3. Certified Registered Nurse Anesthetist

Certified Registered Nurse Anesthetists (CRNAs) are advanced practice registered nurses who administer anesthesia to patients for surgery or other medical procedures.

  • CRNA Salary: Nurse Anesthetists work hard, but they earn a high salary to match. Depending on the work setting and state where they are employed, the U.S. Bureau of Labor Statistics (BLS) reports that the median average nurse anesthetist salary in 2020 was $189,190 or $90.96 an hour.
  • Career Outlook: The career outlook for CRNAs looks very bright, with the BLS projecting 45 percent growth in the profession between 2019 and 2029, during which an additional 117,700 CRNA jobs will become available.
  • Requirements: To become a CRNA, you must first earn a bachelor’s degree in nursing from an accredited university. Admission into a CRNA program requires at least two years of nursing experience in intensive care or emergency room setting. CRNA students must then complete a master’s or doctorate degree (doctorate only starting in 2025) in a nursing anesthesia program, which takes between 2 and 4 years. Upon graduation, students must then pass the CRNA certification exam to earn licensure to practice.
  • Where can you work as a CRNA? CRNAs work in various medical settings, including operating rooms, labor and delivery units, outpatient surgery centers, pain management clinics and critical care units.

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4. Pediatrician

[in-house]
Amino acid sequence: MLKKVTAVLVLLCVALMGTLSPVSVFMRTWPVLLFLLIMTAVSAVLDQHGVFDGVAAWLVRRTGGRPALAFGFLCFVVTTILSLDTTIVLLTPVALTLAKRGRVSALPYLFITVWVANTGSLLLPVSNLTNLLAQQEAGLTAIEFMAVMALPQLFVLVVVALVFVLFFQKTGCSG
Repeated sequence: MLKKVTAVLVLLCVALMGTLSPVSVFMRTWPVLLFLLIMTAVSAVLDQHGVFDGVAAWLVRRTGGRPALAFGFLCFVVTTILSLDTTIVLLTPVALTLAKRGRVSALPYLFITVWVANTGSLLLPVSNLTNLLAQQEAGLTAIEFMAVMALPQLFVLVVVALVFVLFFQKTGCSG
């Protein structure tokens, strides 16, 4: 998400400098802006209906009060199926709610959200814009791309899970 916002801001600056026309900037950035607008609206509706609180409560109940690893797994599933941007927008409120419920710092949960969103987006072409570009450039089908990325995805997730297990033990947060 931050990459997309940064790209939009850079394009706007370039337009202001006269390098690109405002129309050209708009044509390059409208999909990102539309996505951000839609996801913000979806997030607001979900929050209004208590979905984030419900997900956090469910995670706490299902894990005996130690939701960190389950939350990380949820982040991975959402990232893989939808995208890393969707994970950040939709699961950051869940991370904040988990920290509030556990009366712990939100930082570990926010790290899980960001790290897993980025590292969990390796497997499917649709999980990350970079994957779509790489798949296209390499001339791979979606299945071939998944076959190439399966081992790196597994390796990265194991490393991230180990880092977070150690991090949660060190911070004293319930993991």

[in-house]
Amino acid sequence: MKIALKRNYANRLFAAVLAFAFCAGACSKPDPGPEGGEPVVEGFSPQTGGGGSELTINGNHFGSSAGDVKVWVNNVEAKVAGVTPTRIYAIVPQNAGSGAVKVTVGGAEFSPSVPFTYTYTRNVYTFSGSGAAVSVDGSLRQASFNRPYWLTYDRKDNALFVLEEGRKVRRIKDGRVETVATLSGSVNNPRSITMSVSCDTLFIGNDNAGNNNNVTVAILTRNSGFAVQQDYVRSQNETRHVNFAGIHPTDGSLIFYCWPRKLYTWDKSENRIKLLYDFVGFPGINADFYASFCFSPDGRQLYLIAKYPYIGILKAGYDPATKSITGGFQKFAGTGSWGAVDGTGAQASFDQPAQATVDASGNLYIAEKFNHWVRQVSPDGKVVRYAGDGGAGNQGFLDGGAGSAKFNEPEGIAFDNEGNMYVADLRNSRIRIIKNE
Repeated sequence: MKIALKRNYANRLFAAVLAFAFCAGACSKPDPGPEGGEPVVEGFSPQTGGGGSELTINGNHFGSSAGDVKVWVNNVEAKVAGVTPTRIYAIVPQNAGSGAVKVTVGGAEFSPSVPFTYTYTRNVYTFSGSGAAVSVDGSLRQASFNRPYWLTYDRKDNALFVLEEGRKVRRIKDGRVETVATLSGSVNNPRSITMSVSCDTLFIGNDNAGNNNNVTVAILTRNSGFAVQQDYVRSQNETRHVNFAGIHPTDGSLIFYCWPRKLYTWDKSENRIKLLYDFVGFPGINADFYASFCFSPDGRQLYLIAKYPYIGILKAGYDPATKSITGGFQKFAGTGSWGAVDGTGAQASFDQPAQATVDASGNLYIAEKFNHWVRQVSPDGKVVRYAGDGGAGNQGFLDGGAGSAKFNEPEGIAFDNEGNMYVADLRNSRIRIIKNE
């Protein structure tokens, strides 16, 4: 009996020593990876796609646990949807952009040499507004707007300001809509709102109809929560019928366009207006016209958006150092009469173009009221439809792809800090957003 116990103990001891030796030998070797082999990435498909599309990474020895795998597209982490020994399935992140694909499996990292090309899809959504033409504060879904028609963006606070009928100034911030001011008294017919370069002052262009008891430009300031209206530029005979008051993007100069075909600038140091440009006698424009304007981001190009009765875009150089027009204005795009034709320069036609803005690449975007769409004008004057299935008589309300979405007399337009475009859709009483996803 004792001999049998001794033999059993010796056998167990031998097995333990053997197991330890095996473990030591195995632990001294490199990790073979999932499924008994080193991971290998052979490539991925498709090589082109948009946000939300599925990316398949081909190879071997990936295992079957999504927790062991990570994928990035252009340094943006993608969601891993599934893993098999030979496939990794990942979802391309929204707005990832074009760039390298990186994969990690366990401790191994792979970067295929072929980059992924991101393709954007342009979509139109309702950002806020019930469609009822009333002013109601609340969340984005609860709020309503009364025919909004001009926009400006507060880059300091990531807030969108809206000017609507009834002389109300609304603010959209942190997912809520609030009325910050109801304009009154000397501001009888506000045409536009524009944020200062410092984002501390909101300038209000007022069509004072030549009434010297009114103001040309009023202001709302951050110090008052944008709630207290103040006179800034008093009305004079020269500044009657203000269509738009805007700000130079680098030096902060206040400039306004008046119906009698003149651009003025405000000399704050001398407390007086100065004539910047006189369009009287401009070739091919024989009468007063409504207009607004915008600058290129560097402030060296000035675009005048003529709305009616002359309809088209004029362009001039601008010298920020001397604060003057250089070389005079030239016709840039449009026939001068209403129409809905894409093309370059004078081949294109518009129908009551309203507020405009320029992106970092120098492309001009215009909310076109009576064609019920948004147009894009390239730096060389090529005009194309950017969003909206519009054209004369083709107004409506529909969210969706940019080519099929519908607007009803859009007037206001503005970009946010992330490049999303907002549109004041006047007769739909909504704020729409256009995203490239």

Pediatricians are physicians who work primarily with children up to 18-20 years of age. They assess, diagnose and treat illness and disease and give preventative care to their patients from infancy until they reach adulthood.

  • Pediatrician Salary: According to the U.S. Bureau of Labor Statistics, the mean annual salary for pediatricians is $184,570, or $88.74 per hour.
  • Career Outlook: The career outlook is excellent for pediatricians in the US, with the BLS projecting growth of 7% between 2018 and 2028, which is faster than the national average for all professions.
  • Requirements: Pediatricians are medical doctors and are required to complete an education similar to other physicians or surgeons. A four-year bachelor’s degree is required, followed by 4-years of medical school and a 3-year residency. Pediatricians are also required to be licensed to begin practicing. Each US state has a slightly different set of requirements. However, they usually require graduation from an accredited medical university, a residency program, and successful completion of all licensing exams.
  • Where can you work as a pediatrician? Pediatricians work in many different medical settings, including hospitals, private doctor’s offices, community health centers, schools or other health management organizations.

5.  Dentist

Dentists treat their patient’s teeth and diagnose various oral conditions. You may be most familiar with the most common type of dentist — the general practitioner dentist. However, there are several other dentists, including oral and maxillofacial surgeons, orthodontists, and prosthodontists.

  • Dentist Salary: According to the Bureau of Labor Statistics, the average salary for dentists is $164,010 per year or $78.85 per hour. 
  • Career Outlook: There are currently 151,600 dentists working in the U.S. today, and the projected job growth is 3% from 2019-2020 (as fast as the average profession).